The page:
Written by Ben McAninch
Most people understand how insurance claims work and most people understand why it’s a good idea to carry insurance. What might be surprising is the degree to which insurance issues affect civil lawsuits. The following is a (non-exhaustive) list of some of the ways in which insurance affects litigation.
Cost to bring a suit: Lawsuits cost money. One of the factors in determining whether a lawsuit is worth bringing is whether a judgment would be collectible in the event of a victory. While it is easy to say, “it’s not the money, it’s the principle,” it’s harder to pay a lawyer thousands of dollars in legal fees to obtain a judgement from a party who can’t afford to pay. There’s also a disincentive to bring a small claim where even a nominal victory in Court would not yield as much money as the cost to obtain the verdict. In most cases involving negligence (auto, recreational vehicle, homeowners’, farm liability, commercial, construction defect), some kind of insurance is involved. If the claims made in the lawsuit are covered, the insurance company generally provides a defense to those claims. Thus, the person getting sued doesn’t have to pay their lawyer. The fact that the fees are paid by someone else affects the litigation strategy.
Identity of the lawyer: Since the insurance company has the obligation to pay, it generally gets to choose the lawyer handling your case. Your insurance company doesn’t want you hiring your cousin-in-law who just passed the bar and who generally writes contracts to defend your multi-million dollar injury case. Insurance companies usually have panels of attorneys that have been determined to be able to properly represent their insureds’ interests. Thus, the presence of insurance sometimes means you don’t choose your own lawyer.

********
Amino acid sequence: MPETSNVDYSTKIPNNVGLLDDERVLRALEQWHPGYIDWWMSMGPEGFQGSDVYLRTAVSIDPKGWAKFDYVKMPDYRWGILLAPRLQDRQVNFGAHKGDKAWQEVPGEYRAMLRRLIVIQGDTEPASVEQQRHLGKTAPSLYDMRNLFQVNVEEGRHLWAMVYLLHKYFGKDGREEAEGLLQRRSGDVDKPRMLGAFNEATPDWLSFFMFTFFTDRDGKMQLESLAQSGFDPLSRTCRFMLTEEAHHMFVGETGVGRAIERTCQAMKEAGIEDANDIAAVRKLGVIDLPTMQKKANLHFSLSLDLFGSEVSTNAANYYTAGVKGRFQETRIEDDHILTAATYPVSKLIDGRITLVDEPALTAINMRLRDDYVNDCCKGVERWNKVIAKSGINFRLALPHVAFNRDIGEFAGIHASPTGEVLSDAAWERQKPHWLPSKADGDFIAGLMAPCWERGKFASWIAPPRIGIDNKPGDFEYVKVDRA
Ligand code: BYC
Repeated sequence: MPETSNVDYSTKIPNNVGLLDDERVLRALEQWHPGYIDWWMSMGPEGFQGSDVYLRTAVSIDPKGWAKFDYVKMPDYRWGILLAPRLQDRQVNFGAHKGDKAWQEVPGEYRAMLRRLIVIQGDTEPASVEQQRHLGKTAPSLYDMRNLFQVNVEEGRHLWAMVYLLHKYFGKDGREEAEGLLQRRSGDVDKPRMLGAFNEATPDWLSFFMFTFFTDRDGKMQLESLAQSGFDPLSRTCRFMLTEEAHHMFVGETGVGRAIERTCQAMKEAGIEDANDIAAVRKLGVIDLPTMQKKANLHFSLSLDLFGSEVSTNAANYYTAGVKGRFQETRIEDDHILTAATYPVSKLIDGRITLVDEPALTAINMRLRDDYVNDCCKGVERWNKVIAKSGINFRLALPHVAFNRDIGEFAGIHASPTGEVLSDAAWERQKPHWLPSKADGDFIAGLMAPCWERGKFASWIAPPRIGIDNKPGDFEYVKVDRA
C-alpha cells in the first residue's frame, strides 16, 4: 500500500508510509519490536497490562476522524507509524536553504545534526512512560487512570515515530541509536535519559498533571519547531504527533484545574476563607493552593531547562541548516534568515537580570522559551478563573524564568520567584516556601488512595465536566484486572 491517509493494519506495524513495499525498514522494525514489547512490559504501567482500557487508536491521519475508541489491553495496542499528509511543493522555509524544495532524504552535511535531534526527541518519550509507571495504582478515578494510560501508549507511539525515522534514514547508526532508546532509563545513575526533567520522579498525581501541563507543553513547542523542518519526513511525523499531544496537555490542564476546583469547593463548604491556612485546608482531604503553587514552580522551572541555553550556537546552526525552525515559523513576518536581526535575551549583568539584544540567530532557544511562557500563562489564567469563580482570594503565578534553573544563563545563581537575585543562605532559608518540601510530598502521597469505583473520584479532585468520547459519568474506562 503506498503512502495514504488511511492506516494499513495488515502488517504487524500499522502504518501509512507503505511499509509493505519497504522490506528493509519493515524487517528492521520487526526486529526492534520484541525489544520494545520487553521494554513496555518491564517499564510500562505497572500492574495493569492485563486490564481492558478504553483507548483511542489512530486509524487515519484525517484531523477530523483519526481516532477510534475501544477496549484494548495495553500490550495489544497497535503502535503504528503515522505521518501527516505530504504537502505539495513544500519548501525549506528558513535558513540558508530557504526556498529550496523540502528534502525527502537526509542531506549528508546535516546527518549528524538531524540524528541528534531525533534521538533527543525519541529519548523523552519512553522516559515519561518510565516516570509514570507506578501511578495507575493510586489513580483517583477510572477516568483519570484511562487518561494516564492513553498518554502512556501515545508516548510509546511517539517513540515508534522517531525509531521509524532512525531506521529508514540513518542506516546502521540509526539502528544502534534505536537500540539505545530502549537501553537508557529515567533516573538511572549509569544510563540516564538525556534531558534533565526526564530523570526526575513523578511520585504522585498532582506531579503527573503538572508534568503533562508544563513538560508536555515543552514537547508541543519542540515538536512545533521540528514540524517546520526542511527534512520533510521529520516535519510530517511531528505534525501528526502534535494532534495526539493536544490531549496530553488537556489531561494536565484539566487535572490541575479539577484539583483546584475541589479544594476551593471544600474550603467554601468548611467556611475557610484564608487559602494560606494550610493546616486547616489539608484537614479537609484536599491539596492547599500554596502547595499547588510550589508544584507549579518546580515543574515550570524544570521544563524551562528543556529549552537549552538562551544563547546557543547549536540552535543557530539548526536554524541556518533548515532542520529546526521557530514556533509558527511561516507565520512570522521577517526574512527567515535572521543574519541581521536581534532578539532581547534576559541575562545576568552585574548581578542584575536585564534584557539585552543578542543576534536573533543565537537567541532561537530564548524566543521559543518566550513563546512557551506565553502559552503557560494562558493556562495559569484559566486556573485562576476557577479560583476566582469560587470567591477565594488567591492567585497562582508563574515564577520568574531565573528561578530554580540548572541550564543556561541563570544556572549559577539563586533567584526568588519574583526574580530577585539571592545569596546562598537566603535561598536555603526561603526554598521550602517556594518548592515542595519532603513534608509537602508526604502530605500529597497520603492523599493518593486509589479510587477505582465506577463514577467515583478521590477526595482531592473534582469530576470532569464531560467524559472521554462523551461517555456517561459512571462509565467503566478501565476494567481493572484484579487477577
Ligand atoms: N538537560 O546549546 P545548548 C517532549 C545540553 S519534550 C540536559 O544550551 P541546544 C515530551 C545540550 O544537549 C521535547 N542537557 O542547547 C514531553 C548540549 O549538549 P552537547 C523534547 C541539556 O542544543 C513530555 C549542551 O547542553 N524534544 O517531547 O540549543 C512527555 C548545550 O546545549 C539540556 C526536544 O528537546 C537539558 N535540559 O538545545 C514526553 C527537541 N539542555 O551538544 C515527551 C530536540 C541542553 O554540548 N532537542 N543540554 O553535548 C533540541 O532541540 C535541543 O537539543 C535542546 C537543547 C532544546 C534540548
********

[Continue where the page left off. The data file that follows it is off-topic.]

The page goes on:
Coverage Limits: A defendant with a small amount of coverage may see their insurance company more willing to settle the claim to avoid a verdict in excess of the policy amount. Having a larger limit generally gives the insured more piece of mind. On the other hand, an individual with a very large insurance policy may become more of a target than someone who has a smaller policy. This analysis is often dependent on the availability of other assets to pay a judgment.
Subrogation: Sometimes insurance companies sue other insurance companies or entities on behalf of their insureds. If your insurance company pays a loss and subsequently discovers that another carrier or entity should have compensated that loss, it may bring the lawsuit against that other entity.
Bad Faith: An insurance company generally has a duty “to the insured to represent his or her best interests and to defend and indemnify the insured. Even though the insurer has the right to control negotiations, that right must be subordinated to the purpose of the insurance contract – to defend and indemnify the insured within the limits of the insurance contract.” Short v. Dairy Land Ins. Co., 334 N.W.2d 384 (1983). Without getting into a highly technical analysis, failure to fulfill that duty can subject an insurance company to a claim of “bad faith.” Attorneys for insureds or injured people may include a claim that an insurance company will be found to be in bad faith as a means of increasing the potential exposure and leveraging a better result.